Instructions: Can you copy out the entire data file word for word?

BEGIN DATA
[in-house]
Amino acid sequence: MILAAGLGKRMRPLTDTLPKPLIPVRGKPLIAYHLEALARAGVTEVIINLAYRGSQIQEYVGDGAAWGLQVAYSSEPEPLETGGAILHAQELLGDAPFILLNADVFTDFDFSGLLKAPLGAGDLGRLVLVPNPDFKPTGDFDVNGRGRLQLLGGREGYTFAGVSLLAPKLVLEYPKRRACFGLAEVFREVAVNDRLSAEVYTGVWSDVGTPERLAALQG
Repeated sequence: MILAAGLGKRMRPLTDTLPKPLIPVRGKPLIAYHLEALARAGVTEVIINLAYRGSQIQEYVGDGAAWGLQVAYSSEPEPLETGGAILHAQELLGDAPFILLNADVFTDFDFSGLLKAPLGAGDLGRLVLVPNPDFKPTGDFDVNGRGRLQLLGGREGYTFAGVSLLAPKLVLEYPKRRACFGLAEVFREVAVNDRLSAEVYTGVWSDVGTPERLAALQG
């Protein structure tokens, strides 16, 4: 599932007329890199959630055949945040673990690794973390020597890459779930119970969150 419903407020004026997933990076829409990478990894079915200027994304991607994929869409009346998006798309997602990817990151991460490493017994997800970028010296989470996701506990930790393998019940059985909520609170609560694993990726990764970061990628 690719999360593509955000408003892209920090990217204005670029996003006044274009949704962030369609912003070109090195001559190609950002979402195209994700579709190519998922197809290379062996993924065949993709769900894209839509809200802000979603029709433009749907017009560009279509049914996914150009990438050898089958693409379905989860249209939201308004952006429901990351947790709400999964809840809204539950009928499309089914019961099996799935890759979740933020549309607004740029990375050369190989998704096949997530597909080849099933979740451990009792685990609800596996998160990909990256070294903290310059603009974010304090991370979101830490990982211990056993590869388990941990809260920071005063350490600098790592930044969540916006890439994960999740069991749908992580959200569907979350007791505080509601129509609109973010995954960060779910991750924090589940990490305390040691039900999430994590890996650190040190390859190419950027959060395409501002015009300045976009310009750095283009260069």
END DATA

[in-house]
Amino acid sequence: MILAAGLGKRMRPLTDTLPKPLIPVRGKPLIAYHLEALARAGVTEVIINLAYRGSQIQEYVGDGAAWGLQVAYSSEPEPLETGGAILHAQELLGDAPFILLNADVFTDFDFSGLLKAPLGAGDLGRLVLVPNPDFKPTGDFDVNGRGRLQLLGGREGYTFAGVSLLAPKLVLEYPKRRACFGLAEVFREVAVNDRLSAEVYTGVWSDVGTPERLAALQG
Repeated sequence: MILAAGLGKRMRPLTDTLPKPLIPVRGKPLIAYHLEALARAGVTEVIINLAYRGSQIQEYVGDGAAWGLQVAYSSEPEPLETGGAILHAQELLGDAPFILLNADVFTDFDFSGLLKAPLGAGDLGRLVLVPNPDFKPTGDFDVNGRGRLQLLGGREGYTFAGVSLLAPKLVLEYPKRRACFGLAEVFREVAVNDRLSAEVYTGVWSDVGTPERLAALQG
């Protein structure tokens, strides 16, 4: 599932007329890199959630055949945040673990690794973390020597890459779930119970969150 419903407020004026997933990076829409990478990894079915200027994304991607994929869409009346998006798309997602990817990151991460490493017994997800970028010296989470996701506990930790393998019940059985909520609170609560694993990726990764970061990628 690719999360593509955000408003892209920090990217204005670029996003006044274009949704962030369609912003070109090195001559190609950002979402195209994700579709190519998922197809290379062996993924065949993709769900894209839509809200802000979603029709433009749907017009560009279509049914996914150009990438050898089958693409379905989860249209939201308004952006429901990351947790709400999964809840809204539950009928499309089914019961099996799935890759979740933020549309607004740029990375050369190989998704096949997530597909080849099933979740451990009792685990609800596996998160990909990256070294903290310059603009974010304090991370979101830490990982211990056993590869388990941990809260920071005063350490600098790592930044969540916006890439994960999740069991749908992580959200569907979350007791505080509601129509609109973010995954960060779910991750924090589940990490305390040691039900999430994590890996650190040190390859190419950027959060395409501002015009300045976009310009750095283009260069």